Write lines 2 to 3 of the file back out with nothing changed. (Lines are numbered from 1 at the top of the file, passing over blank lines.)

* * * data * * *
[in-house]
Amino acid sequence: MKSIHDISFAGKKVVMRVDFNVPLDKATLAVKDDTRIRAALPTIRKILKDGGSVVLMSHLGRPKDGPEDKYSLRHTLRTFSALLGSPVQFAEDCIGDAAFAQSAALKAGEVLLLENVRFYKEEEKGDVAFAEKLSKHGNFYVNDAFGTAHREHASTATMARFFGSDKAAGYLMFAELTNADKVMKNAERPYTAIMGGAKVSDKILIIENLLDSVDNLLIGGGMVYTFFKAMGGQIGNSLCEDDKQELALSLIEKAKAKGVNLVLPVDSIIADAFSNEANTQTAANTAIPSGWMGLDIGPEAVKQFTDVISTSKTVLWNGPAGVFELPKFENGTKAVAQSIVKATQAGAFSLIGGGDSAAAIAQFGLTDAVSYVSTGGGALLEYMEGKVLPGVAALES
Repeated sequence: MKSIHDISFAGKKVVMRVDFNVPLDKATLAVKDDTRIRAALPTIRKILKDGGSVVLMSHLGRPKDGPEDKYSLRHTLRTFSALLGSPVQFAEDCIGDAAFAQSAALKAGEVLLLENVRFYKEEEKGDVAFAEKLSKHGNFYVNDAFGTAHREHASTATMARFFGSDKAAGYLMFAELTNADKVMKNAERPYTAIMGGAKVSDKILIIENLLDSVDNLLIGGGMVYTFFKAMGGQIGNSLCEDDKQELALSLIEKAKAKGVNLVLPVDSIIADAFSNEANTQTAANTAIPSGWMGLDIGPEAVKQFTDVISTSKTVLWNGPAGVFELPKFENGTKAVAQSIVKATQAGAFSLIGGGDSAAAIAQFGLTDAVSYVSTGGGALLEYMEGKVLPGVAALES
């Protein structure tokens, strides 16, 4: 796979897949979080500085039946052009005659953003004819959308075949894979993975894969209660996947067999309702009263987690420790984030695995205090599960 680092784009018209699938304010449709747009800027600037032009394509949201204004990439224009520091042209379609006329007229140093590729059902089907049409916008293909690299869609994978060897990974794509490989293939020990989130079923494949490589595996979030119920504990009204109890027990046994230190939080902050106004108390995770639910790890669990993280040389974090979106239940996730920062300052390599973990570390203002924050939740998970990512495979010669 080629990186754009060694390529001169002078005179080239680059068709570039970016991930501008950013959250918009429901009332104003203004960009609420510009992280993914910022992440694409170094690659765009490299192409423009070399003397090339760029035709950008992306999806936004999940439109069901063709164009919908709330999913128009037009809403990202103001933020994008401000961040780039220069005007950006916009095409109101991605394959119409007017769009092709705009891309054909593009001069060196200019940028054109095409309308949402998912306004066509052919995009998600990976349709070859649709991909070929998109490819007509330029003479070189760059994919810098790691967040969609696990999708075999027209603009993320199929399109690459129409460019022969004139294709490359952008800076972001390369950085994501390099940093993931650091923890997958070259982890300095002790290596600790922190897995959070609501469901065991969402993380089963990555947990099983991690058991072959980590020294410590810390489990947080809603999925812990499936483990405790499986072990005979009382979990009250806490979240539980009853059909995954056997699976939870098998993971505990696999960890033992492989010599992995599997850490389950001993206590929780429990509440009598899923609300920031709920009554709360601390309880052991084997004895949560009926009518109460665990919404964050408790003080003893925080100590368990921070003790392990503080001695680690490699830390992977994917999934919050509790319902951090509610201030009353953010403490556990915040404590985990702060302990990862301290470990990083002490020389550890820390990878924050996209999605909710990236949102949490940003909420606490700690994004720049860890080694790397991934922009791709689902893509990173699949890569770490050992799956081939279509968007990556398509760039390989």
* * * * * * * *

Amino acid sequence: MKSIHDISFAGKKVVMRVDFNVPLDKATLAVKDDTRIRAALPTIRKILKDGGSVVLMSHLGRPKDGPEDKYSLRHTLRTFSALLGSPVQFAEDCIGDAAFAQSAALKAGEVLLLENVRFYKEEEKGDVAFAEKLSKHGNFYVNDAFGTAHREHASTATMARFFGSDKAAGYLMFAELTNADKVMKNAERPYTAIMGGAKVSDKILIIENLLDSVDNLLIGGGMVYTFFKAMGGQIGNSLCEDDKQELALSLIEKAKAKGVNLVLPVDSIIADAFSNEANTQTAANTAIPSGWMGLDIGPEAVKQFTDVISTSKTVLWNGPAGVFELPKFENGTKAVAQSIVKATQAGAFSLIGGGDSAAAIAQFGLTDAVSYVSTGGGALLEYMEGKVLPGVAALES
Repeated sequence: MKSIHDISFAGKKVVMRVDFNVPLDKATLAVKDDTRIRAALPTIRKILKDGGSVVLMSHLGRPKDGPEDKYSLRHTLRTFSALLGSPVQFAEDCIGDAAFAQSAALKAGEVLLLENVRFYKEEEKGDVAFAEKLSKHGNFYVNDAFGTAHREHASTATMARFFGSDKAAGYLMFAELTNADKVMKNAERPYTAIMGGAKVSDKILIIENLLDSVDNLLIGGGMVYTFFKAMGGQIGNSLCEDDKQELALSLIEKAKAKGVNLVLPVDSIIADAFSNEANTQTAANTAIPSGWMGLDIGPEAVKQFTDVISTSKTVLWNGPAGVFELPKFENGTKAVAQSIVKATQAGAFSLIGGGDSAAAIAQFGLTDAVSYVSTGGGALLEYMEGKVLPGVAALES